Much has been written over the last few weeks about the issues surrounding women’s state pensions ages and the activities of the campaigning group Waspi. There are some very strong views held on both sides of the debate with little middle ground.
After careful consideration I signed the Waspi petition. It wasn’t that I felt there was any case for opposing equalisation. In my view there is no rational argument against that objective. It also wasn’t because I believe the communication of these changes has fallen far short of what was needed.
At this point I should mention that my wife is one of the women affected, so I have seen just how poor the timing and quality of the communication has been.
The reason I signed it was I was aware there was a group of around a quarter of a million women who, if things stay as they are, will have been unfairly discriminated against.
They are the group of women born between 6 April 1953 and 5 January 1954 for whom the changes introduced in the 2011 Pensions Act were unjust.
As an example, it’s intended that a woman born on 5 April 1953 will reach SPA on 6 March 2016. A woman born on 6 April 1953 won’t reach SPA until 6 July 2016.
These four-month increases in SPA continue for each monthly cohort of women until you reach women born on 5 January 1954 whose SPA will be 6 March 2019. But a woman born on 6 January 1954 will revert to the two-month increase in SPA – her SPA will be 6 May 2019. That’s the case for all women born after 6 January 1954 until equalisation of SPA at age 66 is achieved for women born after 6 November 1954.
This methodology is blatantly unfair. I was at a dinner party recently where there were four women all from the same academic year. The oldest was born in October 1952, the youngest in July 1953.
The oldest received her state pension in March 2015 but the youngest won’t receive hers until July 2017. At the extreme for two women born at either end of the academic year on 1 September 1952 and 31 August 1953 there is a gap of two years ten months in their SPA.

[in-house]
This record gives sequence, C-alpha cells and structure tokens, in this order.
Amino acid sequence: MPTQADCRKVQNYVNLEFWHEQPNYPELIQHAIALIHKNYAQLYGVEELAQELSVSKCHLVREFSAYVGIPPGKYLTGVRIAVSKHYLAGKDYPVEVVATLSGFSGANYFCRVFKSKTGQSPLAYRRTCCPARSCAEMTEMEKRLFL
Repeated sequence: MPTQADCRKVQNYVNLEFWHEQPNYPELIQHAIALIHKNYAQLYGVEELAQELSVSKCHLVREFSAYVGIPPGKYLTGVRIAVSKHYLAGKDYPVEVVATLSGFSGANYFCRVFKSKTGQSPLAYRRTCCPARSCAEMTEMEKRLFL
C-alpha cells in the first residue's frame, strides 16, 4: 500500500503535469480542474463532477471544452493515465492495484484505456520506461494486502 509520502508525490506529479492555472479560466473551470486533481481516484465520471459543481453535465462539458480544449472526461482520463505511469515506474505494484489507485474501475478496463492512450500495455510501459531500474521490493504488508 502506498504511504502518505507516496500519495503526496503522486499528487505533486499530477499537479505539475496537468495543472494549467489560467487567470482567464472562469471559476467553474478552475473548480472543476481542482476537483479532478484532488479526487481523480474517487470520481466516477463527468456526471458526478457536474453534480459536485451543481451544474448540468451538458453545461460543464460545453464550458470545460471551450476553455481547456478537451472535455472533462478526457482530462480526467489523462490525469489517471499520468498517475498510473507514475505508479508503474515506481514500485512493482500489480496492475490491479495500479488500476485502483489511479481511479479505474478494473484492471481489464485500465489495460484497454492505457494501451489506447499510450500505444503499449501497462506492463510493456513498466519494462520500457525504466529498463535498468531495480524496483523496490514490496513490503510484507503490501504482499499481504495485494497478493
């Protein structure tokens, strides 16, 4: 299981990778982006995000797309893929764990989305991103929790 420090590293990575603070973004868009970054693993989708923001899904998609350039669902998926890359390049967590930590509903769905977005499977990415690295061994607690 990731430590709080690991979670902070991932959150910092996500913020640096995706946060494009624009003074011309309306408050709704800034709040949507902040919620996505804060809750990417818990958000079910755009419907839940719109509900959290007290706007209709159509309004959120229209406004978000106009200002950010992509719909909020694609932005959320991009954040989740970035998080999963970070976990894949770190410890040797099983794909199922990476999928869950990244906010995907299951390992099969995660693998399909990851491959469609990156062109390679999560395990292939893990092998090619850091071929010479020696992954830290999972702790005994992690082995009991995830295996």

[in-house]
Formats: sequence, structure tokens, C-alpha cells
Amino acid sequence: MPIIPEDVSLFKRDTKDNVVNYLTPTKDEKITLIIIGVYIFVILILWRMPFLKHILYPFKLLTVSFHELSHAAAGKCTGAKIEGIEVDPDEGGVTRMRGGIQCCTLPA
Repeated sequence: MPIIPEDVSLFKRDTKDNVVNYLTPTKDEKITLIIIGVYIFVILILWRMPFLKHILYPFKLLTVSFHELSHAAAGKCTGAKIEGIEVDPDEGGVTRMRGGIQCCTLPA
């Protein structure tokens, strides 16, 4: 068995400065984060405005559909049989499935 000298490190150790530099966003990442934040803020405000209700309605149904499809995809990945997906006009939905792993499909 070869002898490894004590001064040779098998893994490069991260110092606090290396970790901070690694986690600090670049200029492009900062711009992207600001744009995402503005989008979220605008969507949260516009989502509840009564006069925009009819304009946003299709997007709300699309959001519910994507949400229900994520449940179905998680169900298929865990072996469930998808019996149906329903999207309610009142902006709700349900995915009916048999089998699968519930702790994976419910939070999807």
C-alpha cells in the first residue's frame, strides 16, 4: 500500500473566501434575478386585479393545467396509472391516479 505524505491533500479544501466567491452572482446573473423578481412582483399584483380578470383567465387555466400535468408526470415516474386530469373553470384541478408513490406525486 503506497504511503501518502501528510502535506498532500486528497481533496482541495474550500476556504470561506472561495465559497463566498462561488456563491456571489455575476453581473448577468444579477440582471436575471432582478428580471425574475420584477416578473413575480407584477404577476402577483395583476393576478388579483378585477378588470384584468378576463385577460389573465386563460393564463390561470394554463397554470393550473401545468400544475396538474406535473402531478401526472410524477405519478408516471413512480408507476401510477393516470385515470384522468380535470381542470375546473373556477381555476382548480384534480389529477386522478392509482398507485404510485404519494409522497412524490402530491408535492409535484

Effectively the younger woman will have suffered a financial penalty of nearly two years pension, worth over £11,000.
I believe it’s this issue that Waspi should focus on. The injustice is clear and needs to be corrected. That can be achieved by reverting to two-month increases in SPA rather than four-month increases for the cohort of women born in the 9 months from 6 April 1953.
That would mean the rate of deferment of SPA for these women would be the same as those for the cohorts either side of them. At the moment these women on average are being penalised by about £5,000 each as a result of the extra delay in reaching SPA.
Such a change would have a knock-on effect on the SPA of all women born after 5 January 1954. That would mean equalisation at age 66 would not be achieved until 6 May 2022, a delay of 18 months compared with the current plans.
By acting now there is still time to correct the position as the first woman affected would achieve SPA on 6 May 2016 under the new structure, rather than 6 July 2016.
It’s been argued that this group of women are the first to receive the new higher level of state pension. I believe that’s a smokescreen as the majority of these women won’t in fact receive anything close to this new figure because of the mysterious way in which the new state pension is calculated.
Clearly there would be a cost to the Exchequer of making this change at this late stage. However, I believe most rational people would believe this is a price worth paying to correct this big social injustice.
John Moret is principal at MoretoSipps